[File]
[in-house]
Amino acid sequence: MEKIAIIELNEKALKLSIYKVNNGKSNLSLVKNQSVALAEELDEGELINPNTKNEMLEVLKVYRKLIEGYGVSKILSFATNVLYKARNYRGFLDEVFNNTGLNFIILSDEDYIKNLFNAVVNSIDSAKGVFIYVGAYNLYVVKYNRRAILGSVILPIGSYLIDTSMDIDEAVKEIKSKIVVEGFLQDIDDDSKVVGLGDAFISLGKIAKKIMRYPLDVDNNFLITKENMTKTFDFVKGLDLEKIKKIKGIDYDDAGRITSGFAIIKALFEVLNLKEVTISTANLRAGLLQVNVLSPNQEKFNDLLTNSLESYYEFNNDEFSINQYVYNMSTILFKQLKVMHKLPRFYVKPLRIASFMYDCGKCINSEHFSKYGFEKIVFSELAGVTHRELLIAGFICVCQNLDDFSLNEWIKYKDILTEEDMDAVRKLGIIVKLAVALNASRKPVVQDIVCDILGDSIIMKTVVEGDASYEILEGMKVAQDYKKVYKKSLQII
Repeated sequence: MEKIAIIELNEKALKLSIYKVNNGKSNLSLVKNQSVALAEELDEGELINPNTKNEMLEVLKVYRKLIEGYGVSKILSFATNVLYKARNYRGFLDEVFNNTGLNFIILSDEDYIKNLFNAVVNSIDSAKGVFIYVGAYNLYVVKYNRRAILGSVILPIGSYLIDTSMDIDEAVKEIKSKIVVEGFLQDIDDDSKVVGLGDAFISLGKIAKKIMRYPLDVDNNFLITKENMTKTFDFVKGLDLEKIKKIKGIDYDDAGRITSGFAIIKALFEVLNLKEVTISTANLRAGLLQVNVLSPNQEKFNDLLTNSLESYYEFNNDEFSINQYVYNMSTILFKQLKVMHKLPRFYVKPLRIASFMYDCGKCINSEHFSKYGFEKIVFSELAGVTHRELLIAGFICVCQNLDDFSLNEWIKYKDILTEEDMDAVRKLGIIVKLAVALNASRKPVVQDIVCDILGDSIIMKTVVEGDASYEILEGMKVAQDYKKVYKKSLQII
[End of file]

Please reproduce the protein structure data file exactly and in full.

[in-house]
Amino acid sequence: MEKIAIIELNEKALKLSIYKVNNGKSNLSLVKNQSVALAEELDEGELINPNTKNEMLEVLKVYRKLIEGYGVSKILSFATNVLYKARNYRGFLDEVFNNTGLNFIILSDEDYIKNLFNAVVNSIDSAKGVFIYVGAYNLYVVKYNRRAILGSVILPIGSYLIDTSMDIDEAVKEIKSKIVVEGFLQDIDDDSKVVGLGDAFISLGKIAKKIMRYPLDVDNNFLITKENMTKTFDFVKGLDLEKIKKIKGIDYDDAGRITSGFAIIKALFEVLNLKEVTISTANLRAGLLQVNVLSPNQEKFNDLLTNSLESYYEFNNDEFSINQYVYNMSTILFKQLKVMHKLPRFYVKPLRIASFMYDCGKCINSEHFSKYGFEKIVFSELAGVTHRELLIAGFICVCQNLDDFSLNEWIKYKDILTEEDMDAVRKLGIIVKLAVALNASRKPVVQDIVCDILGDSIIMKTVVEGDASYEILEGMKVAQDYKKVYKKSLQII
Repeated sequence: MEKIAIIELNEKALKLSIYKVNNGKSNLSLVKNQSVALAEELDEGELINPNTKNEMLEVLKVYRKLIEGYGVSKILSFATNVLYKARNYRGFLDEVFNNTGLNFIILSDEDYIKNLFNAVVNSIDSAKGVFIYVGAYNLYVVKYNRRAILGSVILPIGSYLIDTSMDIDEAVKEIKSKIVVEGFLQDIDDDSKVVGLGDAFISLGKIAKKIMRYPLDVDNNFLITKENMTKTFDFVKGLDLEKIKKIKGIDYDDAGRITSGFAIIKALFEVLNLKEVTISTANLRAGLLQVNVLSPNQEKFNDLLTNSLESYYEFNNDEFSINQYVYNMSTILFKQLKVMHKLPRFYVKPLRIASFMYDCGKCINSEHFSKYGFEKIVFSELAGVTHRELLIAGFICVCQNLDDFSLNEWIKYKDILTEEDMDAVRKLGIIVKLAVALNASRKPVVQDIVCDILGDSIIMKTVVEGDASYEILEGMKVAQDYKKVYKKSLQII